(Credit : PaperPop)

Q. Do consumers react differently in different countries?

In France, we received a lot of feedback that PaperPop products were cheaper than expected, but they found it hard to deliver. It's probably because of the distance (from South Korea). 

So we're also considering producing in countries like Senegal, which is located in Africa. We're still in the market development stage, so we have a lot of challenges to face. Local production in Eastern Europe or Africa is one solution in mind.

In the case of the U.S., it is a corrugated cardboard exporting country. For such a distant market, we are considering local manufacturing with a local partner.

On the other hand, in Japan, we are planning a strategy for direct export since it is located close to the Korean production plant.

Q. In Japan, you actually showcased and sold your product. I'd like to hear how you got started. 

The first funding (for crowdfunding in Japan) was for a relatively bulky desk, so we charged a bit more than in Korea. The total amount of funding at that time was about 4 million won, which was successful. 

The second time, I crowdfunded the same laptop holder product in Korea and Japan at the same time. Surprisingly, the amount of money raised in Korea and Japan was similar, around 10 million won.

The difference (in each market) was that the 15-inch product was usually the most backed in Korea, while the 13-inch product was mostly funded on the Japanese platform. I could tell that they were different markets despite the similarities.

(Source : Camp-fire)

Q. Recently, there have been many startups that want to enter the global market. Can you share your experience with PaperPop's global expansion?

In Europe, I assumed that the market size would be large, but it was quite fragmented. Each country's market is different, and the quantity of orders is varied.

The German and French markets can be regarded as relatively large, but their needs are so diverse that it's not easy to have a one-on-one consultation. We have to devise a strategy that fits the overseas market, such as local production. 

Currently, we're knocking on the door of the Japanese market first. There are already paper furniture companies in Japan that have been around for over 50 years, so the perception of paper furniture is definitely positive.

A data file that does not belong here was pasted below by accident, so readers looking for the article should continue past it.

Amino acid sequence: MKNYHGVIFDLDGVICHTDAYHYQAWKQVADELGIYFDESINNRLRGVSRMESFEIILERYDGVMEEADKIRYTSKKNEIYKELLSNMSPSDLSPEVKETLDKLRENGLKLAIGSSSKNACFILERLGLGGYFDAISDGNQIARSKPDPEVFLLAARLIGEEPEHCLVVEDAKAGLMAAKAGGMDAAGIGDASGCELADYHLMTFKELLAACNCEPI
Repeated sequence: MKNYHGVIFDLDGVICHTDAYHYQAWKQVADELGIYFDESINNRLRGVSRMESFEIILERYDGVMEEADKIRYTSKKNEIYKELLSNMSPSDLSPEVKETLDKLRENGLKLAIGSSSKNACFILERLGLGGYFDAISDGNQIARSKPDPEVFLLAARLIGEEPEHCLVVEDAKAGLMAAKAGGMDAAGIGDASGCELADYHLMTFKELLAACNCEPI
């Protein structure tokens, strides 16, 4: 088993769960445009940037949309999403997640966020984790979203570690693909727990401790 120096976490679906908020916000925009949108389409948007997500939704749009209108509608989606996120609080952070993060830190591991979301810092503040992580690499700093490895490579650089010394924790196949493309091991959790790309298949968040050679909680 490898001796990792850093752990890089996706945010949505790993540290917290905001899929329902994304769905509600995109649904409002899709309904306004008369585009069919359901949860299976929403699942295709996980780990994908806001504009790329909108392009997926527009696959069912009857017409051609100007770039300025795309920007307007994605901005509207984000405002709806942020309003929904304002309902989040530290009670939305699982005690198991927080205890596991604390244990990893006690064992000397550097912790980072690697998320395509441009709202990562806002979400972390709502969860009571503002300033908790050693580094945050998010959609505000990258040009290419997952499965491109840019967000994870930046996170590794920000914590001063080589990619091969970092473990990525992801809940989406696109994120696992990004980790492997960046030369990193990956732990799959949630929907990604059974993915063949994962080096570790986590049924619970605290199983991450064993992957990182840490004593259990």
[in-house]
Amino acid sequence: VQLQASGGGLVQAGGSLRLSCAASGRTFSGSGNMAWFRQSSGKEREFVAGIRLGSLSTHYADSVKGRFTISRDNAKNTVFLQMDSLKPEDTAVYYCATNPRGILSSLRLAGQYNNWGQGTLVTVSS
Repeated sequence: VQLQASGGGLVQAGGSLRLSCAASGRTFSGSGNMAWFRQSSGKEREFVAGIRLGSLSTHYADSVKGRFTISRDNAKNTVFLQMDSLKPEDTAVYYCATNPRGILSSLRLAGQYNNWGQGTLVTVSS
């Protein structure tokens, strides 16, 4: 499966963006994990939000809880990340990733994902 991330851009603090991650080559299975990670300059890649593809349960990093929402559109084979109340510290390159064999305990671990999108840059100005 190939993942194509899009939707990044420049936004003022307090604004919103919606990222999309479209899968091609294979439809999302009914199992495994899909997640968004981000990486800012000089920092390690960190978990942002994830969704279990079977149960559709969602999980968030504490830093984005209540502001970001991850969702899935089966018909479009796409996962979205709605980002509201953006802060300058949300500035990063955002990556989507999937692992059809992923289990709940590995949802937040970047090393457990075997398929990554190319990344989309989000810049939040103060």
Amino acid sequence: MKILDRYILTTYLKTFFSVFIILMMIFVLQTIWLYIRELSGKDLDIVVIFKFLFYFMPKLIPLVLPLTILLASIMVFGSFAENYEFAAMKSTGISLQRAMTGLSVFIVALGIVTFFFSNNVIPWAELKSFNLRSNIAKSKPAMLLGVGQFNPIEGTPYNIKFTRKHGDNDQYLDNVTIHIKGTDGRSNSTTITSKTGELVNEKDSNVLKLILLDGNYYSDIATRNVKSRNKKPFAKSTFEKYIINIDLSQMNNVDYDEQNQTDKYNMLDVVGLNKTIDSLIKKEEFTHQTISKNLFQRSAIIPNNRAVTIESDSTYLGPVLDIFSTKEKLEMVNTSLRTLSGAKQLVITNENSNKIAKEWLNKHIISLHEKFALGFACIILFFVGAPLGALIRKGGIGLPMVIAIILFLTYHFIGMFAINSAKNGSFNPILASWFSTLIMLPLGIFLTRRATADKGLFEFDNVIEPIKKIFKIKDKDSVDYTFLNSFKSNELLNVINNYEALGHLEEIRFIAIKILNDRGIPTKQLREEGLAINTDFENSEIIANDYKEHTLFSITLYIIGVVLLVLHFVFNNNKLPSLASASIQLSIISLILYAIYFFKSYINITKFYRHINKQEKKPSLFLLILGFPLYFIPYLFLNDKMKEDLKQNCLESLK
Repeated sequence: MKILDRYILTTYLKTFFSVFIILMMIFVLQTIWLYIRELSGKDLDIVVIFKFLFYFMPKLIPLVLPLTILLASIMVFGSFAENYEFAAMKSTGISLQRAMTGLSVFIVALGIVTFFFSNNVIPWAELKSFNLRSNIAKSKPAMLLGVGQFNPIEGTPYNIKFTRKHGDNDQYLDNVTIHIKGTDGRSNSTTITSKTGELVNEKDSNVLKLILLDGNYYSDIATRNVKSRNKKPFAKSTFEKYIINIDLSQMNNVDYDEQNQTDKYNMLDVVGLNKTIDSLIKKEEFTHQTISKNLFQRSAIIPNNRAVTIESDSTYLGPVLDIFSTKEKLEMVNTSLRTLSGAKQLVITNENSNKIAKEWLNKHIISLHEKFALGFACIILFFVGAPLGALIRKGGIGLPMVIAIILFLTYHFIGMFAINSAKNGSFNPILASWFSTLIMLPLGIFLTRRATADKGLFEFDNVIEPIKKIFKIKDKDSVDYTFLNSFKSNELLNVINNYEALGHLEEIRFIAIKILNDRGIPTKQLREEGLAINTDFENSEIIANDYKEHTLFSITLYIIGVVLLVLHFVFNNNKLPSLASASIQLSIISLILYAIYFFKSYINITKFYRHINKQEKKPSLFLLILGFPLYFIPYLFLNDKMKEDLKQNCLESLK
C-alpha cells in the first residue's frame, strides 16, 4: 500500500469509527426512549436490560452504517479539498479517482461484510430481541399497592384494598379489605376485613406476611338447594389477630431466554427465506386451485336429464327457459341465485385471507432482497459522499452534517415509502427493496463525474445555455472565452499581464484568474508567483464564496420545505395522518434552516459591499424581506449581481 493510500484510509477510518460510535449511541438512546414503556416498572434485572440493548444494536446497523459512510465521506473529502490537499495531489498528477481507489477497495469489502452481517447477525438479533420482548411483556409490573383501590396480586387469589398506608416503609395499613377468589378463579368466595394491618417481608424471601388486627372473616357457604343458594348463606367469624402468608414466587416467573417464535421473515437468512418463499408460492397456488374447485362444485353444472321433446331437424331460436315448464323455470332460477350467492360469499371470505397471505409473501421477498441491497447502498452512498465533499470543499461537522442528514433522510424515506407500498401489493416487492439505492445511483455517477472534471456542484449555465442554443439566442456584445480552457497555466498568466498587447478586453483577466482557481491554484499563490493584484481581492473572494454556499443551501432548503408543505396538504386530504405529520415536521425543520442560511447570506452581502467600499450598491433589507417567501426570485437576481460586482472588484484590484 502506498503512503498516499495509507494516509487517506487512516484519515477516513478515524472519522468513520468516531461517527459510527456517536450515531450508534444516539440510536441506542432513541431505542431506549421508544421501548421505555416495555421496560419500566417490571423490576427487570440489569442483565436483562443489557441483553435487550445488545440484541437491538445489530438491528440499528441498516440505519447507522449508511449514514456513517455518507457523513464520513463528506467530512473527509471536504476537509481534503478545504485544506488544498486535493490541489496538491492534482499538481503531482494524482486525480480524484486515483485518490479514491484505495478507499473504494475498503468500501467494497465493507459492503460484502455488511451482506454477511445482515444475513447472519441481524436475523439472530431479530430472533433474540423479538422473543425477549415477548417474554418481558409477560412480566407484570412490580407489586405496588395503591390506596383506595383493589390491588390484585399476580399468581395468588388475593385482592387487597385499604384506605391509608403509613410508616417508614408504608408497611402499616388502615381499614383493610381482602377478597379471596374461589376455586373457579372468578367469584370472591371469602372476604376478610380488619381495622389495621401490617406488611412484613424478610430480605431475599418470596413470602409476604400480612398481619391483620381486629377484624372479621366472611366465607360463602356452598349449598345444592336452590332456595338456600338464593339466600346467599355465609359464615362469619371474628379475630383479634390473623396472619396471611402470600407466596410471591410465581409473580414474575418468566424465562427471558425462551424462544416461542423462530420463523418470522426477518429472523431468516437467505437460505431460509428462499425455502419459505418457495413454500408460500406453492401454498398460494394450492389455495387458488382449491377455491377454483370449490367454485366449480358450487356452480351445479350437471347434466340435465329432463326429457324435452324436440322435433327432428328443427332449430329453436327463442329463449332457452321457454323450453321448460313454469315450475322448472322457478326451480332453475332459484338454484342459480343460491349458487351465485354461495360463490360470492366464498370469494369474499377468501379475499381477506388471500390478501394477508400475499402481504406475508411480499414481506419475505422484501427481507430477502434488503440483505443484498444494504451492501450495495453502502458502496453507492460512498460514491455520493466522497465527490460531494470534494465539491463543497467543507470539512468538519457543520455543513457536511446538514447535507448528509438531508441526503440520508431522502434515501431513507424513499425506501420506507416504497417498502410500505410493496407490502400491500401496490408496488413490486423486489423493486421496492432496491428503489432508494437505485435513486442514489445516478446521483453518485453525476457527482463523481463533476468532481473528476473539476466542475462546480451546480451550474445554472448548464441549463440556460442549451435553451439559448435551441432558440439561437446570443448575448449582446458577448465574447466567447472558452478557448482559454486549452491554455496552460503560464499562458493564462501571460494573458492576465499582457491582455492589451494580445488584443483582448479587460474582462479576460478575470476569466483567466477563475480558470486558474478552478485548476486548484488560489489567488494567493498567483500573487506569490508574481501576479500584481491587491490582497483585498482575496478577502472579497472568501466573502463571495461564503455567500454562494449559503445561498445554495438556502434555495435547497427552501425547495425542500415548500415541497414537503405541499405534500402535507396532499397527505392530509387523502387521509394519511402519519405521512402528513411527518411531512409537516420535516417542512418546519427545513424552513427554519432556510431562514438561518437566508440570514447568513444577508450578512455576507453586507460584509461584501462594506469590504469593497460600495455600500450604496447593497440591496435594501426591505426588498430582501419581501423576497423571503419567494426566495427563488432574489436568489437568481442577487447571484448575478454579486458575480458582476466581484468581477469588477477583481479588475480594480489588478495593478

At the same time, I believe that we can distinguish ourselves from existing paper furniture companies in Japan.

For instance, traditional paper furniture companies in Japan prefer the origami method, so the price of existing paper products is high or they have their own limitations. We are looking forward to opening the door to the Japanese market by leveraging PaperPop's strengths. 

Q. Especially nowadays, many founders are considering entering Japan. Do you have any advice on what they should keep in mind when expanding into the Japanese market? 

When entering Japan, it takes a long time for conversations to take place.

Even if you want to go directly to the market, you have to collaborate with existing ecosystem stakeholders such as vendors. There are several steps to communicate with them, so you may get the impression that the market is relatively slow. 

There are also a lot of variables in product pricing (when going overseas), so PaperPop is still trying to figure it out.

We are focusing on our Korean customers first. As we prepare for the next round of investment, we will show references for global expansion and put our weight on international markets from a long-term perspective.

(Source : PaperPop)

Q. What are Paperpop's plans for the future?

Our short-term goal is to achieve sales of 4 to 5 billion won in the domestic market and steadily expand into global markets.  

In the long term, we dream of a world where all 8 billion people on the planet use paper furniture

If 8 billion people purchase one or two pieces of furniture in their lives, we can estimate that more than 8 billion pieces of non-disposable furniture will pile up somewhere on the planet. 

PaperPop wants to make sustainable products that can be recycled for the next generation.

To create a world where 8 billion people use paper furniture, we need to develop products with a variety of designs. That's why we introduce a new line of paper products every year. We want to do our best to spread paper furniture beyond the Korean market and make it more accessible in overseas markets.

Written by Jinny (Underdogs)



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Jinny Kim
underdogs. Media Manager & EO STUDIO. Freelance Writer